In a cost of living crisis, where we’re aiming to think citizens rather than consumers, wouldn’t it be great to measure success in terms of how much money we saved people with a sustainable solution rather than pure ROI? A simple shift in KPIs takes you to a very different marketing approach.
This may appear to focus on people and planet over profit, but as proven in Kantars Purpose Study (2020), when you look after your customers and show authenticity in your actions, brand love and growth will follow.
Re-writing our measures of success and developing more balanced KPI frameworks will result in the positive change we need. As the popular Peter Drucker quote goes, “what can be measured, can be managed”, and managing the impact of our marketing actions on the planet is long overdue.
Create innovative incentives
Sustainable living in a cost of living crisis, demands frugal innovation by brands to support citizen behaviour change.
Rather than new and expensive add-ons to your existing business, consider how your current product portfolio could be made more sustainable.
For example, prolonging the life cycle of a product is an effective way of reducing waste and adding value to customers. This can be done with minor tweaks, such as selecting low-impact materials. But also in introducing resale platforms or creating a circular process for the goods you create when they’re disposed of.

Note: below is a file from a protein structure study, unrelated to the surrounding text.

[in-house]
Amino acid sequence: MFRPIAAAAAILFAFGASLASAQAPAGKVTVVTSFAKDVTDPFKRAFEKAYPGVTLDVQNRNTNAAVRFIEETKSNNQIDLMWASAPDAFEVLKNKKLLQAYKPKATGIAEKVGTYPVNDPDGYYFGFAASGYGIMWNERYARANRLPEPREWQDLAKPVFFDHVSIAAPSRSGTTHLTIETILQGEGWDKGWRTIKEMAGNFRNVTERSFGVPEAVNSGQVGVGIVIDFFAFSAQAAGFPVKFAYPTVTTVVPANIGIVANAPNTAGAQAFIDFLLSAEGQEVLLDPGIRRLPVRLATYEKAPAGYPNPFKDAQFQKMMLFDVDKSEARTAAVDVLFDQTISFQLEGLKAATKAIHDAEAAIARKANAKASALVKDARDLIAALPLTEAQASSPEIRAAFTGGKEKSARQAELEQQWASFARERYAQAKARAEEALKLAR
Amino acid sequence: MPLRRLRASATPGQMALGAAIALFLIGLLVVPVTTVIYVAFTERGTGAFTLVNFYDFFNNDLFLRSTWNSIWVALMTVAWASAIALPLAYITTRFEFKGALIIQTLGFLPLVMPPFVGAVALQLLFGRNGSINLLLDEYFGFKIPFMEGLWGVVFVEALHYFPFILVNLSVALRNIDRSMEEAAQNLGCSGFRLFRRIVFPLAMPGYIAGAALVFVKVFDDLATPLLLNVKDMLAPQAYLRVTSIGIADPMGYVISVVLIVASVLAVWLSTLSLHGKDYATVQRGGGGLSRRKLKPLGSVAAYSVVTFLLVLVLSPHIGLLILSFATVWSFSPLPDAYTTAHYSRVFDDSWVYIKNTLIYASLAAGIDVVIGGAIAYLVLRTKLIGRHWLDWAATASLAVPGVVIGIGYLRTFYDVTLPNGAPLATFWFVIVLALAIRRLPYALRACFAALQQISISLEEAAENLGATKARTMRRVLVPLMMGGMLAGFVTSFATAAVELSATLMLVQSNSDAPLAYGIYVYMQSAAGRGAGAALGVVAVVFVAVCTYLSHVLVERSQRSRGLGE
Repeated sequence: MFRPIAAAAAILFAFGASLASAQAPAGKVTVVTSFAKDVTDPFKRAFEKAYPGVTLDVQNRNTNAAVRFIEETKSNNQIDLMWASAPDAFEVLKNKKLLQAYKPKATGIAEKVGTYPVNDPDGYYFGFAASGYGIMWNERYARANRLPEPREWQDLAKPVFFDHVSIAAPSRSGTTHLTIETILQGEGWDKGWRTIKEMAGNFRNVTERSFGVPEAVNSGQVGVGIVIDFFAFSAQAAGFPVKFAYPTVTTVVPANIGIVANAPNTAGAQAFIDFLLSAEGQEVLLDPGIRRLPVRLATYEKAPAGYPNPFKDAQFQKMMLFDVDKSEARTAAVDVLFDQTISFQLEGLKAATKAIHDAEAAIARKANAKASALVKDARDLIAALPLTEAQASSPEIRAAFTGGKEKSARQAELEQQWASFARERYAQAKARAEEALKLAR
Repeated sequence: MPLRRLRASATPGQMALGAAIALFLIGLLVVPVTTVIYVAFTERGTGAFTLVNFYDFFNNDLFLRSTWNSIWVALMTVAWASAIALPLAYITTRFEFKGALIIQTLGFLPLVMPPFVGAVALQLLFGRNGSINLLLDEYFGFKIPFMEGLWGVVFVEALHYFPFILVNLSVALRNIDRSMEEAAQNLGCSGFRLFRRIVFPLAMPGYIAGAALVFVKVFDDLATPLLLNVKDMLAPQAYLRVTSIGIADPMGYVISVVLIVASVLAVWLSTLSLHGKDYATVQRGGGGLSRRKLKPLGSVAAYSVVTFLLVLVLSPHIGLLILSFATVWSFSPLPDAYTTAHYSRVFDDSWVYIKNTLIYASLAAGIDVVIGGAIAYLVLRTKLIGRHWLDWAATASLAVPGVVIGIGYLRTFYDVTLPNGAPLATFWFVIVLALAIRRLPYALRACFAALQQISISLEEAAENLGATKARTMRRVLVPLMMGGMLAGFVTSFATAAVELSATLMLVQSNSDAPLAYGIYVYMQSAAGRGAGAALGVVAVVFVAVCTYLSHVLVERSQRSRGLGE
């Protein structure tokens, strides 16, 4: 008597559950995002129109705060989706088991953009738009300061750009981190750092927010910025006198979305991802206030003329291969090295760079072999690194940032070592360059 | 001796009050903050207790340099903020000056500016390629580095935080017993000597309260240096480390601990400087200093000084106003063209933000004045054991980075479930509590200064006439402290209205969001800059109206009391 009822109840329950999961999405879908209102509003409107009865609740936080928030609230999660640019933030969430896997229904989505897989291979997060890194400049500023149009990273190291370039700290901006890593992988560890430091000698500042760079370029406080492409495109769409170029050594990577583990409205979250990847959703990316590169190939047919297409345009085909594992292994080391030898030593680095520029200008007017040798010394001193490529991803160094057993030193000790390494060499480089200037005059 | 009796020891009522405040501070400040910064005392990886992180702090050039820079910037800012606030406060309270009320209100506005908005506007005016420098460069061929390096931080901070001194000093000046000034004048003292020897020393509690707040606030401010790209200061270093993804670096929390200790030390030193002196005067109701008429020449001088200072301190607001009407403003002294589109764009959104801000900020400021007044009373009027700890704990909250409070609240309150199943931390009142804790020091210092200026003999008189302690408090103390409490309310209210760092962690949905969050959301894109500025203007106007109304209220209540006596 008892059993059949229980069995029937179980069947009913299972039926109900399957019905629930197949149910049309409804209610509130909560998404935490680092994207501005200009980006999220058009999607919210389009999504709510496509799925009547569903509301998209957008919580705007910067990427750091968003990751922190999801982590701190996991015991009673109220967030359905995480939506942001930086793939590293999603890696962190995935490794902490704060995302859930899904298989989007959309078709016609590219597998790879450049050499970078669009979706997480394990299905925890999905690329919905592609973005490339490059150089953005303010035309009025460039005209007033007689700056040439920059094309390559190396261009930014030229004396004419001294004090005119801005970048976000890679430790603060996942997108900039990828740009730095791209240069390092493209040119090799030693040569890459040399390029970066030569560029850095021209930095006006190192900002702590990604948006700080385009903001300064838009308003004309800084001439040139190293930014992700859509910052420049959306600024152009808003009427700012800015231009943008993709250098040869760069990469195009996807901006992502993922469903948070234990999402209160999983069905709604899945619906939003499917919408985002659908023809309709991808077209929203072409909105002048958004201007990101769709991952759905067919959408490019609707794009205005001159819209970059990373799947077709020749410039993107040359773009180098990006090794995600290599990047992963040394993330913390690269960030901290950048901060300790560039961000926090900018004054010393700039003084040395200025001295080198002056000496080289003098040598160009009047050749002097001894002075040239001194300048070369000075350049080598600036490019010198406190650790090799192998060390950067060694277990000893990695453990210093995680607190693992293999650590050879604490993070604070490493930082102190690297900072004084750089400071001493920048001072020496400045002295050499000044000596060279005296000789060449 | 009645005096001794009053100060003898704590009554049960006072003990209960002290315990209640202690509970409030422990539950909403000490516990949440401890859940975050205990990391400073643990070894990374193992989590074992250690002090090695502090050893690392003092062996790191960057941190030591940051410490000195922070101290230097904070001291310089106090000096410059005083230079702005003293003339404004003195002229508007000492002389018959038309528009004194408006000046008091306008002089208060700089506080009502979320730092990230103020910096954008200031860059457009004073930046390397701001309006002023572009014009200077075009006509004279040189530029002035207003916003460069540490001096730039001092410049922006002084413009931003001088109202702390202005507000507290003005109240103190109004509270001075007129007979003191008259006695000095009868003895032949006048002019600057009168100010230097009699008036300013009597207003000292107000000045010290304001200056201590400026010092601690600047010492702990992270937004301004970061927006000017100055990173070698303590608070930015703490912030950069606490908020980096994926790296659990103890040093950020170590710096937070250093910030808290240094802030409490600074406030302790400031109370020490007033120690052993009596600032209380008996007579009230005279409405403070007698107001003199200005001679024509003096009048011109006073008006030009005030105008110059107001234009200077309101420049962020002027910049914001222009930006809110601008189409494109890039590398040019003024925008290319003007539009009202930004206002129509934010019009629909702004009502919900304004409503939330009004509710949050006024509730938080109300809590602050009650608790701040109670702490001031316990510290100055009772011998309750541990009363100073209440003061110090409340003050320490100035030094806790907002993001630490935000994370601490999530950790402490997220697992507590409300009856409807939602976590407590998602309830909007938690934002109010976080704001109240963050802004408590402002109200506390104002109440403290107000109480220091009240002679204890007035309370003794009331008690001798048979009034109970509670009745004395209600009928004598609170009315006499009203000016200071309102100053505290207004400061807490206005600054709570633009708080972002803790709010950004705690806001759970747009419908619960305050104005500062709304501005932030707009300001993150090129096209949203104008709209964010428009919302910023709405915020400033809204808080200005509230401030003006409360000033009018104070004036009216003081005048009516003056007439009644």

According to American Express research, 40% of customers said they’d shop more with a retailer if they offered an ‘end of life’ scheme to recycle products.
Companies that understand citizen concerns, and carefully adjust their product offering by investing in innovation, will not only help with society’s push for sustainability and value but ensure they are setting themselves up for survival in the future economy.
Help make sustainability sexy
To make any long-term contribution to championing sustainability, we need to use the strongest tool in our belt — creating desire through smart marketing.
So far, sustainability communications feel very worthy or informative. When sentiment is so low, and outlooks for the future are more pessimistic, now is the time to add some energy and positivity to the story.
We must create social norms and desirability around sustainable choices (like buying unwrapped fruit or using public transport). As an industry, we have the skills and creativity to make this happen.
For instance, Wavemaker’s work with Trainline saw Craig David release a song and music video for a campaign of the same name, “I came by train”. It’s a phrase the brand hopes will be used as a “brag” to make train travel more attractive and inspire better choices for our planet.
Now is the time to act. For too long, too much responsibility (and cost) has been put onto consumers and individuals to shift to more sustainable living.
Our industry can make a change, so let’s do what we do best and be the change makers our world desperately needs.
Jen Manning is a managing partner at Wavemaker UK and the agency’s in-house Sustainability Lead, heading up the UK division of its global sustainability initiative group, Greenmakers, and leading the charge on carbon reduction in support of the GroupM Decarbonisation program.